Vakhsh culture

Vakhsh culture
Vakhsh culture.jpg
Geographical rangeLower Vakhsh River
PeriodBronze Age
Dates2500-1650 BC
Preceded by?
Followed byBishkent culture
Anthopomorphic statuette (orant?) in soft stone (anhydrite) from the burial ground of Gelot, Tajikistan, late 3rd millennia–early 2nd millennia BC.

The Vakhsh culture is a Bronze Age culture which took place around 2500-1650 BC, as shown by radiocarbon dates,[1] and flourished along the lower Vakhsh River in southern Tajikistan, earlier thought to be from ca. 1700 BC to 1500 BC.

Earlier research seemed to show that Vakhsh culture had appeared somewhat later than the Bishkent culture, with which it shares many similarities.[2]

Settlements

Evidence of settlements in the Vakhsh culture is scant. They made stone walls and mud-brick constructions. Houses on the site at Kangurt Tut in the Vaksh valley contained storage pits for grain and hearths. The grain storages had barley and wheat. Faunal remains have revealed dogs, deer, camels, donkeys, horses, sheep and goats.[2]

Burials

The Vaksh culture is known chiefly for its burials. These were catacomb graves covered entirely over with a mound, and entrance shafts blocked by earth and stones. A quarter of the tombs was associated with the ritual of fire. Males were buried on their right side while females were generally buried on their left. Both male and female remains were oriented to the north. Graves sometimes served as cenotaphs. On occasion, clay figurines would replace the remains of the deceased. Vakhsh graves are typically poor in grave goods. 30% of the vessels are wheel-thrown, while hand-made pottery predominated. This is typical of a pastoral society. Metal remains are scant, but include razor-like knives and mirrors. Arrowheads were made of bone and flint.[2]

Ceramics and Relationships

Vakhsh culture ceramics are a mixture of steppe wares and those ascribed to the Bactria–Margiana Archaeological Complex. Some have interpreted this as a sign that the Vakhsh culture represented a mixture of settled agriculturalists and steppe populations originating in the north.[2] Some have identified the Vakhsh culture as a southern extension of the Andronovo culture, but Mike Teufer considers it is not related to Andronovo, but to communities of Altai-Xinjiang area.[3] Like the Bishkent culture, the Vakhsh culture has been linked with the southward migration of the Indo-Aryans.[4]

New Archaeological Research

Location of Vakhsh river as affluent of Oxus river

Mike Teufer, in his 2020 publication, informs that recent archaeological research in southwestern Tajikistan at three cemeteries in Gelot (Kulob District), Darnajchi, and Farkhor, present features that belong to Vakhsh culture. Grave 13 from Gelot, in necropolis 6, dated to 2197-2049 cal BC (1 sigma) and 2203-2036 call BC (2 sigma) contained a round-bottomed pot of type IIIB, a bowl of type IVG, and a carinated beaker of type ICa, and all these vessel types are similar to the pottery found in kurgans of the "classical Vakhsh culture." In Farkhor, the presence of type IAa vessels also offer evidence for the early dating of Vakhsh culture, appearing already in the middle of the 3rd millennium BC, in the transition from Namazga periods IV and V. Darmajchi's grave 2 also presented a high dating, 2456-2140 cal BC (2 sigma).[3]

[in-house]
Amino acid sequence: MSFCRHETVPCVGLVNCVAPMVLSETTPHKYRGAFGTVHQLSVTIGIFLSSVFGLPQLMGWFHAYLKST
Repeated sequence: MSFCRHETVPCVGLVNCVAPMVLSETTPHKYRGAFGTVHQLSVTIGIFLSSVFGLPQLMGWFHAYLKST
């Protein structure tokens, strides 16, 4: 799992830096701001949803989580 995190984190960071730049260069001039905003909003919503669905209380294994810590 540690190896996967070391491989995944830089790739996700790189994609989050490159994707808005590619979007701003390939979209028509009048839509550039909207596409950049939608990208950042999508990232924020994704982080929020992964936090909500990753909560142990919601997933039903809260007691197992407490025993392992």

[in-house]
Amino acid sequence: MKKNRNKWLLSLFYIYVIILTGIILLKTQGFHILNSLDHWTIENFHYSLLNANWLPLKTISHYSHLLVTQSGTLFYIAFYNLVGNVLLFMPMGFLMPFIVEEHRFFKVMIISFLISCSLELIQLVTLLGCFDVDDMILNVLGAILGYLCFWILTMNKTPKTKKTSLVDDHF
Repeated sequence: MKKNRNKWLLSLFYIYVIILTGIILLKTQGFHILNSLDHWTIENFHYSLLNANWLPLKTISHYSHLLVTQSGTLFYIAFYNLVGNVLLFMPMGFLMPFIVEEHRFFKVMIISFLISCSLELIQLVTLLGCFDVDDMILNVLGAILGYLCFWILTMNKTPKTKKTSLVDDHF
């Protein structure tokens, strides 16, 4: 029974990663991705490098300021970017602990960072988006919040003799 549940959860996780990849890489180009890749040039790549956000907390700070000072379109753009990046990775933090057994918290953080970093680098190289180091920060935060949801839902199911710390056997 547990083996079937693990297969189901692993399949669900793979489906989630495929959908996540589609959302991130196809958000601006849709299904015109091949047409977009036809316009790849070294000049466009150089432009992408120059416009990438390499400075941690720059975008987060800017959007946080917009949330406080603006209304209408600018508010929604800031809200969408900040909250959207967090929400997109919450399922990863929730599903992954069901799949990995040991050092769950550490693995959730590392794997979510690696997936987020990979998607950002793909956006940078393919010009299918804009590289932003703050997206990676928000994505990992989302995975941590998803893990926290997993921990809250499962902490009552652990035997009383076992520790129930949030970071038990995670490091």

Teufer also comments that: "It is therefore evident that the Vakhsh culture is more likely a phenomenon of the 3rd millennium than of the 2nd millennium BC. However, unlike the 'classical Vakhsh graves', the tombs at Gelot and Darnajchi have no visible aboveground, kurgan-like construction and should therefore be distinguished from them. The underground part of the tomb is nevertheless similar - namely, a simple pit (Gelot, necropolis 6, grave 13) or catacomb (Darnajchi, necropolis 2, grave 2)."[3]

See also

References

  1. ^ Teufer, Mike, (2020). "The 'classical Vakhsh culture': A Bronze Age culture of the 3rd and early 2nd millennium BC in southern Tajikistan", in The World of the Oxus Civilization, Routledge, Abstract: "...It can now safely be dated between the second half of the 3rd millennium and the 17th century BC as shown by radiocarbon dates and is thus contemporary with the Bactria-Margiana Archaeological Complex (BMAC)..."
  2. ^ a b c d Mallory, J. P., & Douglas Q. Adams, (1997). "Vaksh Culture", in Encyclopedia of Indo-European Culture, Taylor & Francis, p. 617.
  3. ^ a b c Teufer, Mike, (2020). "The 'classical Vakhsh culture': A Bronze Age culture of the 3rd and early 2nd millennium BC in southern Tajikistan", in The World of the Oxus Civilization, Routledge, pp. 698 - 733.
  4. ^ Mallory, J. P., & Douglas Q. Adams, (1997). "Vaksh Culture", in Encyclopedia of Indo-European Culture, Taylor & Francis, p. 618.

Sources

  • Mallory, J. P.; Adams, Douglas Q. (1997). "Vakhsh Culture". Encyclopedia of Indo-European Culture. Taylor & Francis. pp. 617–618. ISBN 1884964982.
Retrieved from "https://en.wikipedia.org/w/index.php?title=Vakhsh_culture&oldid=1095411407"